Soda could be a cause of cell aging, study says
In the U.S., a sugary carbonated beverage can go by many names: in the North, it’s called pop, in the East and West, it’s soda, and in the South, no matter the brand, it’s Coke. But no matter what they’re called, there is no argument about the dangers of regularly drinking sugary sodas, which can lead to diabetes, kidney disease and even cancer. However, new information from West Coast researchers points to one more potential soda side effect – cell aging.
In a study from the University of California-San Francisco (UCSF), scientists found that people who consumed large amounts of soda generally had shorter telomeres in their white blood cells than those who drank sugary drinks less frequently. Telomeres are segments of DNA at the ends of chromosomes that protect the genetic data that makes it possible for cells to reproduce. Shortened telomeres accelerate the aging process.
This discovery comes on the heels of a growing body of research that suggests that sugary drinks, sodas in particular, are responsible for a host of health problems, including the obesity epidemic in the United States.
“Regular consumption of sugar-sweetened sodas might influence disease development, not only by straining the body’s metabolic control of sugars, but also through accelerated cellular aging of tissues,” Elissa Epel, senior author of the study and professor of psychiatry at UCSF, said.
The study, published in the American Journal of Public Health, used data from 5,309 respondents to the National Health and Nutrition Survey. Participants had their telomeres measured in 1999 and again in 2002. The respondents who had consumed at least 20 ounces of sugary soda every day had far shorter telomeres than those who didn’t.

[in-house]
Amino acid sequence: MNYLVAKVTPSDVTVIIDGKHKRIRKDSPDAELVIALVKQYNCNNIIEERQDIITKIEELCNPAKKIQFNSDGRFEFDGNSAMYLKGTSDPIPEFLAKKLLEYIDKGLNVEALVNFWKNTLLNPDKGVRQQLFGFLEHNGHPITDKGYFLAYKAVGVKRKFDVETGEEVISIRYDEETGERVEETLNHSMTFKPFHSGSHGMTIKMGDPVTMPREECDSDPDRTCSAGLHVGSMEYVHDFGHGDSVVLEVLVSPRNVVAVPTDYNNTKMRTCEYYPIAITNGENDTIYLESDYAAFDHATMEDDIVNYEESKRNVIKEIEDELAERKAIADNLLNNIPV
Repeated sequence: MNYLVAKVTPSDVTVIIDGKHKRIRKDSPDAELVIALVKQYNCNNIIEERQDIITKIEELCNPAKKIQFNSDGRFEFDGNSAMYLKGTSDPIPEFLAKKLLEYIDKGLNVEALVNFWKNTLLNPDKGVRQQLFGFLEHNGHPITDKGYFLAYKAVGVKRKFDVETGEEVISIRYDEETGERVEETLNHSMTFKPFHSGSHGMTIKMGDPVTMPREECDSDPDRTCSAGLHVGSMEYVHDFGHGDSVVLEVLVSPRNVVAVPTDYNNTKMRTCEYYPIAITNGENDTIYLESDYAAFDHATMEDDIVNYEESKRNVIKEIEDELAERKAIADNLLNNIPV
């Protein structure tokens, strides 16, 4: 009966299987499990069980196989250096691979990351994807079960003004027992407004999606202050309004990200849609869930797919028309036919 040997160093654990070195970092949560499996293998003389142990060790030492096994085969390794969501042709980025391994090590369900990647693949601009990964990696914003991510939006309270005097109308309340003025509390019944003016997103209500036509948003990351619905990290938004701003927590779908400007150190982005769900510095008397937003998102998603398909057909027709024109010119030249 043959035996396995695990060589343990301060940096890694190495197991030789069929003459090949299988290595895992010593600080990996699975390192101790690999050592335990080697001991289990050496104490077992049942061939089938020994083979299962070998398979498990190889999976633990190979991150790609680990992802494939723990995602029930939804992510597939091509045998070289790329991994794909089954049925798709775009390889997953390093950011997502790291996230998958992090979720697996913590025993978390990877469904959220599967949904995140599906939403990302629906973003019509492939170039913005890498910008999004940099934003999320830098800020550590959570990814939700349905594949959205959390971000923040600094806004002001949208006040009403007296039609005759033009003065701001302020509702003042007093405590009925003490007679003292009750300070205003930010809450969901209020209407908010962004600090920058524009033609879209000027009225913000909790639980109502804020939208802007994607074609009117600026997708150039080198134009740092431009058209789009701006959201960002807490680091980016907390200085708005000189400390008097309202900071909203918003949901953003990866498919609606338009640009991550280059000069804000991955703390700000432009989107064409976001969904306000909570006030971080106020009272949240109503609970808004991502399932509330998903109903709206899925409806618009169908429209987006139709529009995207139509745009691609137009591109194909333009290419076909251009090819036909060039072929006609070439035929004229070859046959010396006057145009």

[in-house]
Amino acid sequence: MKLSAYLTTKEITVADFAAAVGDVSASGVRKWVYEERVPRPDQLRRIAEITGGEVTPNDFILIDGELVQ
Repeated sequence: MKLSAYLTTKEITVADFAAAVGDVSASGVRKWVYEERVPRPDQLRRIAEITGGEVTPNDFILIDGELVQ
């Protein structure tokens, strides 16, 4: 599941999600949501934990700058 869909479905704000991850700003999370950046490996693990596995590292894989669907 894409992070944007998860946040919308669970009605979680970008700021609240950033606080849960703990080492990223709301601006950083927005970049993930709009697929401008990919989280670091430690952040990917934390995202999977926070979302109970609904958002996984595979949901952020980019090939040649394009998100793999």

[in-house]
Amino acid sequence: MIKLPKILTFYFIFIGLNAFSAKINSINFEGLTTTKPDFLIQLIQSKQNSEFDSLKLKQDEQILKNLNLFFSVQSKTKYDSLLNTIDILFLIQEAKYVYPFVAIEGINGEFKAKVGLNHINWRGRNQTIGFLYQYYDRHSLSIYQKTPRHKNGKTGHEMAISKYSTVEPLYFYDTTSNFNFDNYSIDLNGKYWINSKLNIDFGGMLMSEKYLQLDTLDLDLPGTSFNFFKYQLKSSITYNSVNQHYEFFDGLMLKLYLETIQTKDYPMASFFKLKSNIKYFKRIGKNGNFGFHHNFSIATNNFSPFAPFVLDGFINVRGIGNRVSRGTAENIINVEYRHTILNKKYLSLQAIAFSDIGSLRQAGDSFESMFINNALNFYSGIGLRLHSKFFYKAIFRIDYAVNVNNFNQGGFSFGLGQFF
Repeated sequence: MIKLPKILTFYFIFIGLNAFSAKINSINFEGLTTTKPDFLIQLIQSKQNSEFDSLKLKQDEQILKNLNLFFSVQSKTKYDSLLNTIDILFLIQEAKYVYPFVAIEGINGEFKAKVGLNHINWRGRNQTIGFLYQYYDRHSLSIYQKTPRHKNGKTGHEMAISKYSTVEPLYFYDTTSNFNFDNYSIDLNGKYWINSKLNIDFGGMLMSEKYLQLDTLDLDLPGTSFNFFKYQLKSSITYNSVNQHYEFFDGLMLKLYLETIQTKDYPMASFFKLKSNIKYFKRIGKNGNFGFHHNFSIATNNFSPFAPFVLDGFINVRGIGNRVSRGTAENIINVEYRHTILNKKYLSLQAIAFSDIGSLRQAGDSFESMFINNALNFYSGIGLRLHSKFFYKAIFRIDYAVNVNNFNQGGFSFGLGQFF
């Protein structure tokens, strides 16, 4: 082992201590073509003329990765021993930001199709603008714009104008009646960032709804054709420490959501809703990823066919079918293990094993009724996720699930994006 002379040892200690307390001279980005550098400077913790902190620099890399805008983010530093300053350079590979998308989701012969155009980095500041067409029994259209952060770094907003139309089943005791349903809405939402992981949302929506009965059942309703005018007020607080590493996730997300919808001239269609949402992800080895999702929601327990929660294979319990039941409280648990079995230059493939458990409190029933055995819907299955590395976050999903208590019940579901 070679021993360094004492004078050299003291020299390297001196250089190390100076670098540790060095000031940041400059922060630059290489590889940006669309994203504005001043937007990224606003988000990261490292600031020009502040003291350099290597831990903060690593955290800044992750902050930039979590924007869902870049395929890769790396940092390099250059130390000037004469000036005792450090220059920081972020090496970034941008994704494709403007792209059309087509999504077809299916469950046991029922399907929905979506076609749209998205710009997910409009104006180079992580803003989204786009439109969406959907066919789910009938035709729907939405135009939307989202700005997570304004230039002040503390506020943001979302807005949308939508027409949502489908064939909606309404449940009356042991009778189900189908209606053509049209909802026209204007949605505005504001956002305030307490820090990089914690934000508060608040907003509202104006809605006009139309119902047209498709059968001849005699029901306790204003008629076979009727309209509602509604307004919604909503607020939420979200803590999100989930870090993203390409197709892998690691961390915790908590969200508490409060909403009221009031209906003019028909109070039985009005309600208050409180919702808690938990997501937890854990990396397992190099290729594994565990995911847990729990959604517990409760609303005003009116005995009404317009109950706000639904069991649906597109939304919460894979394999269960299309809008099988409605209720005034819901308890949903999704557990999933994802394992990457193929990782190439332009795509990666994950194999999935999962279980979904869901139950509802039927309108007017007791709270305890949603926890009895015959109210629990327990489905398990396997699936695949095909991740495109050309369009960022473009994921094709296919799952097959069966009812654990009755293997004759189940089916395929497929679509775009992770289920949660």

The extent to which those telomeres shortened is significant: according to the researchers, those participants who drank 20 ounces of soda every day over that 4-year period shortened their telomeres to the equivalent of an additional 4.6 years of aging. The study authors note that level of aging would be comparable to smoking cigarettes over that same period of time.
The shortening of telomeres has been linked to pre-diabetic conditions like resistance to insulin and inflammation, as well as coronary heart disease and damage to tissue throughout the body. But just as unhealthy behavior can shorten telomeres, the study’s authors say, healthy activities like diet and exercise can lengthen them.
“It is critical to understand both dietary factors that may shorten telomeres, as well as dietary factors that may lengthen telomeres,” lead author Cindy Leung of UCSF said. “Here it appeared that the only beverage consumption that had a measurable negative association with telomere length was the consumption of sugared soda.”
Still, even though the effects of drinking sodas may be reversible, there are better alternatives that could prevent any damage in the first place.
“There are many great alternatives to drinking soda,” says Barbara Melendi, Registered Dietitian Nutritionist with Advocate Illinois Masonic Medical Center in Chicago. “Infusing water with strawberries or cucumbers is a great way to get great flavor in a drink without adding calories.”
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